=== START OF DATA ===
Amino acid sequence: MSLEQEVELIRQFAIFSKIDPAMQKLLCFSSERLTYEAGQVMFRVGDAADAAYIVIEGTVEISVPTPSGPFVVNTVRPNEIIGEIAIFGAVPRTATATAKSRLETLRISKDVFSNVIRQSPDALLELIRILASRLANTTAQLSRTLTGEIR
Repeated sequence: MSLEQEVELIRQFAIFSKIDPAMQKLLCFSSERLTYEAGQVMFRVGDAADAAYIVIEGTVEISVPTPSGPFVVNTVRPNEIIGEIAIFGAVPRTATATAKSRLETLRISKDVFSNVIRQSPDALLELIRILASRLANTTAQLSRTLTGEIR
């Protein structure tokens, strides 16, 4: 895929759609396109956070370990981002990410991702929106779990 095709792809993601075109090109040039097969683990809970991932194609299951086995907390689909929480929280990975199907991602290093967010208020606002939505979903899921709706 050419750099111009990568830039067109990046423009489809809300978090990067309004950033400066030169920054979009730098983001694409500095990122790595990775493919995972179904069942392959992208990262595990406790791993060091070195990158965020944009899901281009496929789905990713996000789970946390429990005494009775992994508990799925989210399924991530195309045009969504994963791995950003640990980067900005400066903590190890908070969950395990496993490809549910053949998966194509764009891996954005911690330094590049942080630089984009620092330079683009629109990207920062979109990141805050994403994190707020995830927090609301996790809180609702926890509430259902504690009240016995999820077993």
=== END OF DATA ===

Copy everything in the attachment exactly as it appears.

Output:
Amino acid sequence: MSLEQEVELIRQFAIFSKIDPAMQKLLCFSSERLTYEAGQVMFRVGDAADAAYIVIEGTVEISVPTPSGPFVVNTVRPNEIIGEIAIFGAVPRTATATAKSRLETLRISKDVFSNVIRQSPDALLELIRILASRLANTTAQLSRTLTGEIR
Repeated sequence: MSLEQEVELIRQFAIFSKIDPAMQKLLCFSSERLTYEAGQVMFRVGDAADAAYIVIEGTVEISVPTPSGPFVVNTVRPNEIIGEIAIFGAVPRTATATAKSRLETLRISKDVFSNVIRQSPDALLELIRILASRLANTTAQLSRTLTGEIR
């Protein structure tokens, strides 16, 4: 895929759609396109956070370990981002990410991702929106779990 095709792809993601075109090109040039097969683990809970991932194609299951086995907390689909929480929280990975199907991602290093967010208020606002939505979903899921709706 050419750099111009990568830039067109990046423009489809809300978090990067309004950033400066030169920054979009730098983001694409500095990122790595990775493919995972179904069942392959992208990262595990406790791993060091070195990158965020944009899901281009496929789905990713996000789970946390429990005494009775992994508990799925989210399924991530195309045009969504994963791995950003640990980067900005400066903590190890908070969950395990496993490809549910053949998966194509764009891996954005911690330094590049942080630089984009620092330079683009629109990207920062979109990141805050994403994190707020995830927090609301996790809180609702926890509430259902504690009240016995999820077993």